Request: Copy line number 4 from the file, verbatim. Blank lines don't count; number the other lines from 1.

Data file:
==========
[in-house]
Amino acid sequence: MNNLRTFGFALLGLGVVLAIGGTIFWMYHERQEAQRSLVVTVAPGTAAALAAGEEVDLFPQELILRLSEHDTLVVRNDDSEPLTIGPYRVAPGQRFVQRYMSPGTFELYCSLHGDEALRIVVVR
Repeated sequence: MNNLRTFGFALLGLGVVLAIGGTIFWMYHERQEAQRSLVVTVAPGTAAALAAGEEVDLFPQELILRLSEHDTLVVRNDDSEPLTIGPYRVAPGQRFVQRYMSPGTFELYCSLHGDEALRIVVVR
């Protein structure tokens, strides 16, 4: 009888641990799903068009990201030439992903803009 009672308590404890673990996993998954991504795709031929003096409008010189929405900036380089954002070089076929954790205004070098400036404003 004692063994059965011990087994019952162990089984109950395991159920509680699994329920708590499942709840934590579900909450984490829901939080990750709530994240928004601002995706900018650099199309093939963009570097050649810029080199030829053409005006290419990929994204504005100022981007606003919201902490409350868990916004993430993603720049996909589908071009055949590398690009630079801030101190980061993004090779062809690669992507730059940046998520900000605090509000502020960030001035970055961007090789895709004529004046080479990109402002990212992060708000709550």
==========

């Protein structure tokens, strides 16, 4: 009888641990799903068009990201030439992903803009 009672308590404890673990996993998954991504795709031929003096409008010189929405900036380089954002070089076929954790205004070098400036404003 004692063994059965011990087994019952162990089984109950395991159920509680699994329920708590499942709840934590579900909450984490829901939080990750709530994240928004601002995706900018650099199309093939963009570097050649810029080199030829053409005006290419990929994204504005100022981007606003919201902490409350868990916004993430993603720049996909589908071009055949590398690009630079801030101190980061993004090779062809690669992507730059940046998520900000605090509000502020960030001035970055961007090789895709004529004046080479990109402002990212992060708000709550």